The right-wing shock jock has launched a series of tirades against Lorenz – a reporter covering tech and internet culture – in recent days, after she took to Twitter on International Women’s Day to ask people to consider “supporting women enduring online harassment”.
“It’s not an exaggeration to say that the harassment and smear campaign I’ve had to endure over the past year has destroyed my life. No one should have to go through this,” she wrote on Tuesday,
Lorenz added that the scope of attacks she had faced in the course of her work had been “unimaginable” with “no escape” – and urged people not to direct sympathy to her, but merely for people to call out online abuse where they see it and to support women and people of colour.
Hours later, Carlson tore into Lorenz in a segment accompanied by the banner “society’s biggest victims have powerful jobs”, criticising her as a “privileged” woman at the “top of journalism’s repulsive little food chain”.
Smearing Lorenz as “much less talented” than previous Times reporters, Carlson attacked her for having the audacity to post about facing online abuse, adding: “You’d think Taylor Lorenz would be grateful for the remarkable good luck she’s had. But no she’s not.”
Seeking to dismiss the abuse Lorenz described facing as people having “criticised her opinions on the internet”, he added mockingly: “You thought female Uighurs had it bad. You haven’t talked to Taylor Lorenz.”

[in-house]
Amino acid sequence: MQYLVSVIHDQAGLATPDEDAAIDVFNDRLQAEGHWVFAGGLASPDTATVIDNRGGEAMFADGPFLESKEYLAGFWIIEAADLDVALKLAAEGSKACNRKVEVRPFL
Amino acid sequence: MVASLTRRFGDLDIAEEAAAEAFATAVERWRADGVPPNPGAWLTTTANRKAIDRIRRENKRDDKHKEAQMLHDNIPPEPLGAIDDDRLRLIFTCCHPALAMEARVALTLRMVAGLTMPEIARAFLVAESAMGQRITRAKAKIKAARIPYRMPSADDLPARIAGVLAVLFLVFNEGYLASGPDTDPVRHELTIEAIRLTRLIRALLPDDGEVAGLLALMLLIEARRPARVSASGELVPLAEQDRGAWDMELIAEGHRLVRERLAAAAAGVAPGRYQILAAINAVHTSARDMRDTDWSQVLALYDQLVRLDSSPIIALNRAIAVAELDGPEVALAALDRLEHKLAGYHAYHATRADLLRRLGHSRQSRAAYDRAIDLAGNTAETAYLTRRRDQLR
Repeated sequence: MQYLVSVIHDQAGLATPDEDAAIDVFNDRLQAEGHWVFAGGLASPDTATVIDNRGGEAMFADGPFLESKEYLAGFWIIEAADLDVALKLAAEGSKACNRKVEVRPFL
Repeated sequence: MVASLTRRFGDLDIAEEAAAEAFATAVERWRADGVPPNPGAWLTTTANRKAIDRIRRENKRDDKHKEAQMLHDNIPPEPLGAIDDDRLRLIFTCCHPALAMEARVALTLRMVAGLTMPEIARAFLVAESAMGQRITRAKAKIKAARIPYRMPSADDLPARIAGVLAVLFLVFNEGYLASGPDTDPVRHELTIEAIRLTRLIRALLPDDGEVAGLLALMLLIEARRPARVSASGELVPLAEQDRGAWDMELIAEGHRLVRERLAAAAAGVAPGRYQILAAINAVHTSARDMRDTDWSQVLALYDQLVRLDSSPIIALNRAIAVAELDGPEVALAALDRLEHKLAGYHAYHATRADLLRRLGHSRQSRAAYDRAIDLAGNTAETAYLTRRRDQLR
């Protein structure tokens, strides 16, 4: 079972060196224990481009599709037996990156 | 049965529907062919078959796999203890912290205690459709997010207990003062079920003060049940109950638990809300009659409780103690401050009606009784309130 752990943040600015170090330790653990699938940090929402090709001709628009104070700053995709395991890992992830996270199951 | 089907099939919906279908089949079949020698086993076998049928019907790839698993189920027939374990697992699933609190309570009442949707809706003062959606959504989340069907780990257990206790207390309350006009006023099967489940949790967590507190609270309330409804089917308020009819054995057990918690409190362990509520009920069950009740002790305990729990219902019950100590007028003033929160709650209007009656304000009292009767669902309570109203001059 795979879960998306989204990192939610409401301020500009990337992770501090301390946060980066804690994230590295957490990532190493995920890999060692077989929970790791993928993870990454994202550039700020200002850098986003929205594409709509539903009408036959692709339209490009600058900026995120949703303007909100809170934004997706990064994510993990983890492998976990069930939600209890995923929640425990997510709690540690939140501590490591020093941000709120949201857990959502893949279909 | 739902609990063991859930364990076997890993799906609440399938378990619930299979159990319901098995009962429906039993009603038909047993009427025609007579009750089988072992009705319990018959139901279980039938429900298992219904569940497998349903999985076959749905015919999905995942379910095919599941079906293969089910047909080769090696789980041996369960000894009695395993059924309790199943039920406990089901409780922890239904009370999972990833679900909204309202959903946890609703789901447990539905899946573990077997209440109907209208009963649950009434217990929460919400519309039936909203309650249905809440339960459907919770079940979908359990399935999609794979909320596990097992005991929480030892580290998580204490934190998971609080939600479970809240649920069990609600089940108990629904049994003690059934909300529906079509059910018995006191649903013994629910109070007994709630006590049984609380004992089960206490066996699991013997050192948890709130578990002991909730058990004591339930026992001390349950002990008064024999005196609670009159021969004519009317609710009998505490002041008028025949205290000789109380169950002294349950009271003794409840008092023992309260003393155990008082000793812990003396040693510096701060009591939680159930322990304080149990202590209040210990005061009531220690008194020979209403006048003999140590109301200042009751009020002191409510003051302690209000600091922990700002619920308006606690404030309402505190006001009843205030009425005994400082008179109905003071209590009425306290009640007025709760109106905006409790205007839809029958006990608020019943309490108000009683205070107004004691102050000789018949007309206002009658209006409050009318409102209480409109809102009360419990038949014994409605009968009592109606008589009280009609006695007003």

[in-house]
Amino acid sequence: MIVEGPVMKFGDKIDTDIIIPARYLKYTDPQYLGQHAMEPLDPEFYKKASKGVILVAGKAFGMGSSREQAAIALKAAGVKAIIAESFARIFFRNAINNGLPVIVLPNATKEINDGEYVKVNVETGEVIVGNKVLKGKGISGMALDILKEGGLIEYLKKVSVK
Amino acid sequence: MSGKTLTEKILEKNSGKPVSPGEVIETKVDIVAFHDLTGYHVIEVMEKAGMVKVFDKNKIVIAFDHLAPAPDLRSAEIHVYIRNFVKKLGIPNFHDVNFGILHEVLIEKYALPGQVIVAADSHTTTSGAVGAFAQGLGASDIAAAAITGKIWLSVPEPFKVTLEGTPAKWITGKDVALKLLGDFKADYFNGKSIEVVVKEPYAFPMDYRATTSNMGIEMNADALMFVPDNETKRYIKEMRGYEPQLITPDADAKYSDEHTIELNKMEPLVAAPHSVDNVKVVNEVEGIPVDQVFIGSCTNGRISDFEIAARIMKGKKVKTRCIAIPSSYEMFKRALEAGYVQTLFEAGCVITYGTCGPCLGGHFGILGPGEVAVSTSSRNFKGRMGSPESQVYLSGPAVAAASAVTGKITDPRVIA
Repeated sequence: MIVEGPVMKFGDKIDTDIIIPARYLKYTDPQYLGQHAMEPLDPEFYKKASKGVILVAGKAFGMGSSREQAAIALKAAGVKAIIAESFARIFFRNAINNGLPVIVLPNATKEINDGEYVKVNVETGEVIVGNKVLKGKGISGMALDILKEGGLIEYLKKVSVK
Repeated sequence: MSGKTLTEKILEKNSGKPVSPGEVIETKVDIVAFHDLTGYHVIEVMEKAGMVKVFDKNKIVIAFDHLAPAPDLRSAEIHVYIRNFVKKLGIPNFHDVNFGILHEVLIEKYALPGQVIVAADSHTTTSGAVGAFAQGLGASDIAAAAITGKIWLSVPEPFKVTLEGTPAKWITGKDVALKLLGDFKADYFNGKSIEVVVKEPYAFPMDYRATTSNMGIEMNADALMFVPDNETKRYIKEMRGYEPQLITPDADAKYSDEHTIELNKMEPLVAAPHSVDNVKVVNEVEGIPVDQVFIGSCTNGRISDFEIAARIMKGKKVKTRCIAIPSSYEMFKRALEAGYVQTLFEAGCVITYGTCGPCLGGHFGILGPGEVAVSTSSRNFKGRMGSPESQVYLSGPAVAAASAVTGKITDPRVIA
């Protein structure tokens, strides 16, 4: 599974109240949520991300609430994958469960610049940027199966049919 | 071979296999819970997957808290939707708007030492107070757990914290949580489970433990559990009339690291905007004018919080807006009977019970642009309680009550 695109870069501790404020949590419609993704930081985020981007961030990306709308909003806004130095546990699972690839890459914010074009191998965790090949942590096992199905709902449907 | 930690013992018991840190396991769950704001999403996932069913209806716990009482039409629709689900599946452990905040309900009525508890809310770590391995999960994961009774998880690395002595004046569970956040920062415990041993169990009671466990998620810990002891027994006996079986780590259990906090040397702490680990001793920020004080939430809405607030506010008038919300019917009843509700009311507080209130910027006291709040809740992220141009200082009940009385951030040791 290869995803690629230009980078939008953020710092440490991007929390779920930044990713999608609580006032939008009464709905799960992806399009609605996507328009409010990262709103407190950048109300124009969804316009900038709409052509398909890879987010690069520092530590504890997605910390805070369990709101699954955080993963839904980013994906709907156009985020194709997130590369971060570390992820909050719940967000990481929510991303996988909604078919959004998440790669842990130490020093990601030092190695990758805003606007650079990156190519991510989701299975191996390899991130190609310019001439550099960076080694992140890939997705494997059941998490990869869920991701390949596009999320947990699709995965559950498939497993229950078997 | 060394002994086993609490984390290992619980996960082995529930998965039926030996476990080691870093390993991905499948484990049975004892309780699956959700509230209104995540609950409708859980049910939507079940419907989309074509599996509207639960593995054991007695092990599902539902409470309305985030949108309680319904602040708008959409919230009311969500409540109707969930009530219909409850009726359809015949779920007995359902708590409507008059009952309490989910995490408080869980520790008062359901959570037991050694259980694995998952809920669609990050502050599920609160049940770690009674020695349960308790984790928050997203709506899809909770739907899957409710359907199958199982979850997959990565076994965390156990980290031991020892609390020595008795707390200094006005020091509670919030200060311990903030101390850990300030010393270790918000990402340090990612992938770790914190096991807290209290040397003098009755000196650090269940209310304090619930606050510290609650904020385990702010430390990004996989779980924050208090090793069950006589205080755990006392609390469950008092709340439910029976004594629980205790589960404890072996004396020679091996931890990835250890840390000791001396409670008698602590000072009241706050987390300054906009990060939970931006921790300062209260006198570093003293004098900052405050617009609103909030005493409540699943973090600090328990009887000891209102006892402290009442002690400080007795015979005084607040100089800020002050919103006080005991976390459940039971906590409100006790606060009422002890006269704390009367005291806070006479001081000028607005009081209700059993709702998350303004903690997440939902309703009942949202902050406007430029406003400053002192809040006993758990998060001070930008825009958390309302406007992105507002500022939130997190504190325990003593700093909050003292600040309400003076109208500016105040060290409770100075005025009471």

The Times responded in a statement on Wednesday: “In a now familiar move, Tucker Carlson opened his show last night by attacking a journalist. It was a calculated and cruel tactic, which he regularly deploys to unleash a wave of harassment and vitriol at his intended target.
“Taylor Lorenz is a talented New York Times journalist doing timely and essential reporting. Journalists should be able to do their jobs without facing harassment.”
But a Fox News spokesperson replied that “no public figure or journalist is immune to legitimate criticism of their reporting, claims or journalistic tactics”.
And Carlson doubled down on his attacks for a second night on Wednesday.
After berating Lorenz again, Carlson dismissed The Times’ statement as “amusing”.
He then spoke to conservative commentator Sean Davis, of The Federalist, who ridiculed Lorenz’s work – which has been praised as “contextualis[ing] the internet as we live it” – and sought to disparage her journalism in a series of comments labelled “reckless and defamatory” in a comment retweeted by Lorenz.
Carlson’s series of attacks drew condemnation, anger and concern on social media.
And as Fox News rages against Hasbro’s plans for a gender-neutral Potato Head and Dr Seuss’s publisher’s decision to stop printing some of works which contained racism, some found Carlson’s attack somewhat confusing.